Now here’s what’s interesting. John the Baptist and Jesus were cousins. Just to refresh your memory, Mary, the mother of Jesus, and Elizabeth, the mother of John, were first cousins, making John and Jesus second cousins. To me this adds the weight of authenticity to his testimony because how many of you would ever say about your cousin, now just for a minute think about your cousin, grab a cousin that you know and put him in your mind or her in your mind, would you ever say about your cousin, my cousin is God! My cousin is the One that will take away the sin of the world! Ahh… no you would never do that. You know that cousin. You grew up with that cousin. You went to family reunions with that cousin as did John the Baptist with Jesus. And yet his testimony is unmistakable that He is the Lamb of God and He has an eternal nature.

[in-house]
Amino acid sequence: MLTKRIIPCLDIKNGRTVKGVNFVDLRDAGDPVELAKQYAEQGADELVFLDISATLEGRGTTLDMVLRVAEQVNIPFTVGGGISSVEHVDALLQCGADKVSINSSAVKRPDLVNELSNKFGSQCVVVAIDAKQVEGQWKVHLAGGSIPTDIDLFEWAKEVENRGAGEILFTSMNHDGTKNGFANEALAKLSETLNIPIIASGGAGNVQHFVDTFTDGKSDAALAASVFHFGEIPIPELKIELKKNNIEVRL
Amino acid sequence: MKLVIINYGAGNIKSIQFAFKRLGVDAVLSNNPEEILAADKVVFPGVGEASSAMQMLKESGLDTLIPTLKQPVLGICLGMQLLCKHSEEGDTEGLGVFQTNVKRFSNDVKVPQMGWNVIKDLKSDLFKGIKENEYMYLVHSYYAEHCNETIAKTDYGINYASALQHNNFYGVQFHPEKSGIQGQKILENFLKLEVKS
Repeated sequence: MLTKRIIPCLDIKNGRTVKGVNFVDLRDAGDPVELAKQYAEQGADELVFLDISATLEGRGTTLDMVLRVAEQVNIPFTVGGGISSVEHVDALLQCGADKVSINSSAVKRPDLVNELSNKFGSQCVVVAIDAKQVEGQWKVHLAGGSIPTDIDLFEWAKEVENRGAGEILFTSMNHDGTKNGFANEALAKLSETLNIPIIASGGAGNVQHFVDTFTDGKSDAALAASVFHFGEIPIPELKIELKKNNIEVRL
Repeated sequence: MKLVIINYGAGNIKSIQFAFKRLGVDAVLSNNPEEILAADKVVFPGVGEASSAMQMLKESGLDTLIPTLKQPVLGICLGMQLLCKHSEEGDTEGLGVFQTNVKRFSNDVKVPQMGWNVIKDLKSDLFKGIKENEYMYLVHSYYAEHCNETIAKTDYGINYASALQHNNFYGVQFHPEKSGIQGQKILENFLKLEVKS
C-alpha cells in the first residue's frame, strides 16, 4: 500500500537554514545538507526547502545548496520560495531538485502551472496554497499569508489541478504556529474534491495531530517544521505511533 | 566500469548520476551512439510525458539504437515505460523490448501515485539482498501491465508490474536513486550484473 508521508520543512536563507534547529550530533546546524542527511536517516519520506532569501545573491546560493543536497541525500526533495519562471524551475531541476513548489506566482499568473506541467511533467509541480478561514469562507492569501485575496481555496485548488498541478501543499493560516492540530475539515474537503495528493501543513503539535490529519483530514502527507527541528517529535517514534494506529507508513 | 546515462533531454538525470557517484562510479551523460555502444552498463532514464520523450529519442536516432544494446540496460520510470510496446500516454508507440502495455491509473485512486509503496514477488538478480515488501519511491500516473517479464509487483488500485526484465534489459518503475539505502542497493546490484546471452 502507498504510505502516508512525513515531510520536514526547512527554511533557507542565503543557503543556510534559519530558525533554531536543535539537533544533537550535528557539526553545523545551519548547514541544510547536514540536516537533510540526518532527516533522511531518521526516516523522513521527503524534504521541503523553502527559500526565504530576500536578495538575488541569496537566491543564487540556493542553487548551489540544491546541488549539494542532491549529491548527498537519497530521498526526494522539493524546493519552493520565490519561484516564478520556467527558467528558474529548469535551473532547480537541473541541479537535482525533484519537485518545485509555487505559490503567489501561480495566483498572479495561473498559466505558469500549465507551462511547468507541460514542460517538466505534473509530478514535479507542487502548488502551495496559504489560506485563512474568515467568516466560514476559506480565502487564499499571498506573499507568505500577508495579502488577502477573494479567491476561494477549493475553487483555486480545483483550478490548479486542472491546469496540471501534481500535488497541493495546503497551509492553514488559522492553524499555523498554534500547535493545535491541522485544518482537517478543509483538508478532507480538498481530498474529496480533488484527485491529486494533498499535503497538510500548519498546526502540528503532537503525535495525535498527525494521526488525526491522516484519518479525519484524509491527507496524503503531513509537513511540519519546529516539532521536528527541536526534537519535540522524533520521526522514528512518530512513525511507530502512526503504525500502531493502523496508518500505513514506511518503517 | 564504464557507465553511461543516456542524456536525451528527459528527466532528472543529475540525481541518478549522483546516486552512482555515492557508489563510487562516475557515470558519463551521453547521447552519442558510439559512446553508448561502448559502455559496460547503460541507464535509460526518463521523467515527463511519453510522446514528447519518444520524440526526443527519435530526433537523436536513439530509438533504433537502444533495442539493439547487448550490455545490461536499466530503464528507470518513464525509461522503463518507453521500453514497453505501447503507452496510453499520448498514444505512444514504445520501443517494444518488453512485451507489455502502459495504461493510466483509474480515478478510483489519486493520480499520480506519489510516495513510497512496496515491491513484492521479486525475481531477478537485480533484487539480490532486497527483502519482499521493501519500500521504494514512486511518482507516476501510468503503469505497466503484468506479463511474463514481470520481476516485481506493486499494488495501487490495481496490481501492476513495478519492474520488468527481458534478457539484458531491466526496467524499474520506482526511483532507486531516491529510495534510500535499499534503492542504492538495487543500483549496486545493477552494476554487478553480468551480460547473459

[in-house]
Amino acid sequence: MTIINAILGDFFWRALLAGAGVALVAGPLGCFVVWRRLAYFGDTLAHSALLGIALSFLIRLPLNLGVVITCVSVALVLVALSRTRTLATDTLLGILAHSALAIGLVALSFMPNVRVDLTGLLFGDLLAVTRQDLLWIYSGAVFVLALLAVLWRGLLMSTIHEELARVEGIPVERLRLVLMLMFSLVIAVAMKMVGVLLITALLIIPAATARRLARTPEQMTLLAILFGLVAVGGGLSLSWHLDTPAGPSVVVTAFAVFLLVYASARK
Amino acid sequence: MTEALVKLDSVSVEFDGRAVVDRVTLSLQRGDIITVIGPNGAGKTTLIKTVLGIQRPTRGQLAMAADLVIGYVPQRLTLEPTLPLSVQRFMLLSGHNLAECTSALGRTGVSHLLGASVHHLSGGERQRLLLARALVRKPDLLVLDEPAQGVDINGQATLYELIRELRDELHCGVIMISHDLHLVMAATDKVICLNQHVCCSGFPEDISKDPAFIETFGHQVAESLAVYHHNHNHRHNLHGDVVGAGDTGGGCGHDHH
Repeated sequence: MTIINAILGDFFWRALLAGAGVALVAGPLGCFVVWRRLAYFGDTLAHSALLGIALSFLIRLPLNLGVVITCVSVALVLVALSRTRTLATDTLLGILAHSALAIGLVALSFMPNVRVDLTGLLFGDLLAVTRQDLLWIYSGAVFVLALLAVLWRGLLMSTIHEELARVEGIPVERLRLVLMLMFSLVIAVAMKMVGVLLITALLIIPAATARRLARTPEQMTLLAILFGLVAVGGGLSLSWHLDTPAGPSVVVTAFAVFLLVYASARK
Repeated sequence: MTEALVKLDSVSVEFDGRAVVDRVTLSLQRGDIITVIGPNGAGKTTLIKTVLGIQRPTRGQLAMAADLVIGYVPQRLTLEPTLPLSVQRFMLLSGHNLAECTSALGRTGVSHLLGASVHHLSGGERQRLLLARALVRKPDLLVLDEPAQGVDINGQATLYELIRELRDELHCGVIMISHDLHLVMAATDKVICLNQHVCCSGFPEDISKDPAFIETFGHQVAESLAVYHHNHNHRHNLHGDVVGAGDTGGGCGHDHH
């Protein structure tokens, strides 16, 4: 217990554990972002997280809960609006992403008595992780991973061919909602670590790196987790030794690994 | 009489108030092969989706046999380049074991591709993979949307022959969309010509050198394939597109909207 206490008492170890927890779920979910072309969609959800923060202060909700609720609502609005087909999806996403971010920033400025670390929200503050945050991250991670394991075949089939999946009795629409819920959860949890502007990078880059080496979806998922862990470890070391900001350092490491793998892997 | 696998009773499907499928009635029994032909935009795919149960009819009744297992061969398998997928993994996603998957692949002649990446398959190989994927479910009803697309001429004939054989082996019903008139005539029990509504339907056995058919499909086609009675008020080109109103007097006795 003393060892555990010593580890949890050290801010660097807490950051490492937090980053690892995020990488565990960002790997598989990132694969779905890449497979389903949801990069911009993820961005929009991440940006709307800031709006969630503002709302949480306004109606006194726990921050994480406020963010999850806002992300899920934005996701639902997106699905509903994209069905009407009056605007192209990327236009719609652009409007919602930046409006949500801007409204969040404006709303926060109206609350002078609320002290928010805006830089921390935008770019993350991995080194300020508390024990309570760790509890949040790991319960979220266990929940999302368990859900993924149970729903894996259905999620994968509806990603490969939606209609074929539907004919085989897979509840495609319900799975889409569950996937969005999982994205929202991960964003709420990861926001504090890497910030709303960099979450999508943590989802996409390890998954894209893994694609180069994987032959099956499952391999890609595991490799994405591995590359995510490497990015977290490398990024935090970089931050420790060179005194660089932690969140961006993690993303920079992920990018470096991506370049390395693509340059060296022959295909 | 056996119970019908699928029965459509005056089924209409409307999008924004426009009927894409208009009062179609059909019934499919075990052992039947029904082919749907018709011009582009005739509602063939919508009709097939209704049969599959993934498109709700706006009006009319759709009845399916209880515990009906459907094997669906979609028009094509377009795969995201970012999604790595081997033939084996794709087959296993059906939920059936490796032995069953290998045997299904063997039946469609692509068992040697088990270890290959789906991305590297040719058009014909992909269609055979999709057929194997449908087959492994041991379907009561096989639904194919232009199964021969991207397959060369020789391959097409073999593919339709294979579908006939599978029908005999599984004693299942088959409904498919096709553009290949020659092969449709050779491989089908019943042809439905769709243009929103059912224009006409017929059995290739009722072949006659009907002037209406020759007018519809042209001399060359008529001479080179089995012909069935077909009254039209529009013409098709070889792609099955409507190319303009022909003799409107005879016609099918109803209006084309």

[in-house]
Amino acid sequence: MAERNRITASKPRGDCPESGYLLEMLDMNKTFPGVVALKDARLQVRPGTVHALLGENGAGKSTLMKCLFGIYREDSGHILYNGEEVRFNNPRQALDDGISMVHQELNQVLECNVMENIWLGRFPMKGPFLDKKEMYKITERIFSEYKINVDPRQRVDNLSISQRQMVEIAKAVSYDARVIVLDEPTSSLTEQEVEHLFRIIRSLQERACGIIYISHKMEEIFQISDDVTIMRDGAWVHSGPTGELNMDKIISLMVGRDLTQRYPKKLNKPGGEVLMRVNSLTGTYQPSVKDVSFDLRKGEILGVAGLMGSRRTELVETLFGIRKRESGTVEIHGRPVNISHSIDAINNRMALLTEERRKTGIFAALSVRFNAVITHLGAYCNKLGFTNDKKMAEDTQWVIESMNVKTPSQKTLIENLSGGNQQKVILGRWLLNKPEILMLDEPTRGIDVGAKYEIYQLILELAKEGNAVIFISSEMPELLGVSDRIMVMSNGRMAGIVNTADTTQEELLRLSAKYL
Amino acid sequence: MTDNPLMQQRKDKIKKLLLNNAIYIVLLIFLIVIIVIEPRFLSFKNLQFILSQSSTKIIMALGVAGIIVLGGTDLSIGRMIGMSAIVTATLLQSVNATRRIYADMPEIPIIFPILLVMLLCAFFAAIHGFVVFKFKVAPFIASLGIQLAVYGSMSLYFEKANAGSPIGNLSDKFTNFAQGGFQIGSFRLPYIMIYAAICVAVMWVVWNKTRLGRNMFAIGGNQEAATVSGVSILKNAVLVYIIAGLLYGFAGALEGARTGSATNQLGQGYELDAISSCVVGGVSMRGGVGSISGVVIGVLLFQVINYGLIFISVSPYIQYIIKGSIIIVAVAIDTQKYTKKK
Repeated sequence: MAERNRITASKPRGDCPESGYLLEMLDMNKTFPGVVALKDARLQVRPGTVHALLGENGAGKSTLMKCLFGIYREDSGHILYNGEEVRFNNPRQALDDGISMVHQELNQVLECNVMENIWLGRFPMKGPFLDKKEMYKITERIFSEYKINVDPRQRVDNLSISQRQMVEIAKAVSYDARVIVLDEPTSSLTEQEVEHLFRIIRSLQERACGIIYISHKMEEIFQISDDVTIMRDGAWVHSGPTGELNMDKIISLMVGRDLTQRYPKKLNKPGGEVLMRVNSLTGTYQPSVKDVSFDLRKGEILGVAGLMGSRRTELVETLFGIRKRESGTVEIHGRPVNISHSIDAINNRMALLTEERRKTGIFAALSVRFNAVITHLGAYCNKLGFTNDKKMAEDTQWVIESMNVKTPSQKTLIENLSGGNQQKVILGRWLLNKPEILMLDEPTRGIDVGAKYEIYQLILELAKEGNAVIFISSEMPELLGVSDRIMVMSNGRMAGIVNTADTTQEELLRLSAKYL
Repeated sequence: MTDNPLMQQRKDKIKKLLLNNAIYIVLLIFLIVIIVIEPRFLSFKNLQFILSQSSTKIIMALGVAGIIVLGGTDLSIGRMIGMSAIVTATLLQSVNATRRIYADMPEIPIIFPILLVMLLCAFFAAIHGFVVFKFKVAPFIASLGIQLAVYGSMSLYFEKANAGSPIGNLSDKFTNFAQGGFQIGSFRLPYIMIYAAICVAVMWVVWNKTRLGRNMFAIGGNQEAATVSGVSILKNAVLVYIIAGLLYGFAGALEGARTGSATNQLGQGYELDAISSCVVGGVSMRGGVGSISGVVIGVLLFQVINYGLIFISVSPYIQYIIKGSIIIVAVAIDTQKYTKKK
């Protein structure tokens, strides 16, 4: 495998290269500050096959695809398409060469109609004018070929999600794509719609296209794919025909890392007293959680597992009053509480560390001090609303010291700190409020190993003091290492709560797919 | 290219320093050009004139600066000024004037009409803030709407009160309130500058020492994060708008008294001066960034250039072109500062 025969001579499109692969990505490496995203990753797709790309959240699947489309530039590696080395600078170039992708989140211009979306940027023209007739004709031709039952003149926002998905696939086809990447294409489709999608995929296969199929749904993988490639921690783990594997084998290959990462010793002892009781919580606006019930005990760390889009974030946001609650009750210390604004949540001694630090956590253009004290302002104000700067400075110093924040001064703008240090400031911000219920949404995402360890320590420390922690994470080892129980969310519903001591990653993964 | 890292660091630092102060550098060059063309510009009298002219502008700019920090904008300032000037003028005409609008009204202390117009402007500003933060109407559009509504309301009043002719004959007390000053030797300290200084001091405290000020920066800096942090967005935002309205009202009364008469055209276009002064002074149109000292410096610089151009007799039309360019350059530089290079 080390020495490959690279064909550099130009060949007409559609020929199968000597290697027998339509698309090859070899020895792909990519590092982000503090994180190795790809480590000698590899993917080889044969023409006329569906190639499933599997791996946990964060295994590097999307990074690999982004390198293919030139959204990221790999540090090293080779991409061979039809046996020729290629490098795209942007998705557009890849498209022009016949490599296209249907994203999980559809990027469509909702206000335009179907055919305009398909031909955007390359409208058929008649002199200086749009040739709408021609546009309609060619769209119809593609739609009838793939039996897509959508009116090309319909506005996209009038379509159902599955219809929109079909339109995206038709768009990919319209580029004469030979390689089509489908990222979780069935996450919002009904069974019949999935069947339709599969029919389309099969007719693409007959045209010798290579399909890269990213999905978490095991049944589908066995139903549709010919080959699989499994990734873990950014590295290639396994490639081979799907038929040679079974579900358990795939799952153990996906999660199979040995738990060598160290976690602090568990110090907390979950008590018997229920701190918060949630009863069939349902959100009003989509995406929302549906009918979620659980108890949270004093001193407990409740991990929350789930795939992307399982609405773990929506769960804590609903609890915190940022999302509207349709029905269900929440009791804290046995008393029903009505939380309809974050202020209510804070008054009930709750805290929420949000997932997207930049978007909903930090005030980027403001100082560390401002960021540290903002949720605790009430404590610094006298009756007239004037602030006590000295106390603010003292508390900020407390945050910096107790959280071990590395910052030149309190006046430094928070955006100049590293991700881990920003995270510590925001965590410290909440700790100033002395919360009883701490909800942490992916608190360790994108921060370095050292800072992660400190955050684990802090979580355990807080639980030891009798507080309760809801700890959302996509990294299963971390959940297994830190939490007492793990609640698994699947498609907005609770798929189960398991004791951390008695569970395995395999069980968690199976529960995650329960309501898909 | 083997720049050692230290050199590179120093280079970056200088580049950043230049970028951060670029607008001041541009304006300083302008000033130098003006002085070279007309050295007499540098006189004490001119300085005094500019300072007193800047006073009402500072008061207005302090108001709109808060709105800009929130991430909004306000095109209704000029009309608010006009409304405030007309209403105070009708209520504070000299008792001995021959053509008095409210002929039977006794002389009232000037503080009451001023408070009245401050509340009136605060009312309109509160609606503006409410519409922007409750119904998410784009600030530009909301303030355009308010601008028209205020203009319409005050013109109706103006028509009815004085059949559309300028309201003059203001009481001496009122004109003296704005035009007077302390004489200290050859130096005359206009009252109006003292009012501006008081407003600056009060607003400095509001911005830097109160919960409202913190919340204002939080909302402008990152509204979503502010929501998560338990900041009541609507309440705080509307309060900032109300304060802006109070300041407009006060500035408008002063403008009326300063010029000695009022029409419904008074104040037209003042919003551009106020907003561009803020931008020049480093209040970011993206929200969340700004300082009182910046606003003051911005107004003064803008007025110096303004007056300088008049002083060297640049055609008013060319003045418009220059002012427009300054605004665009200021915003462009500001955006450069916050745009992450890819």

Now John was just one eyewitness, as I mentioned. But he was not the only one. The New Testament is filled, filled, with firsthand eyewitness testimony of people who encountered Jesus and then later wrote or spoke about that encounter. Now here’s a couple more. Peter. He was sort of an unbelieving at first. Peter said later on in 2 Peter chapter 1 verse 16, he writes, we did not follow cleverly invented stories when we told you about the power and coming of our Lord Jesus Christ. We were eyewitnesses of His majesty. Another was John, the author of this book. And he writes in 1 John chapter 1: we saw Him with our own eyes and we touched Him with our own hands. He is Jesus Christ the Word of life and now we testify that He is the One who is eternal life.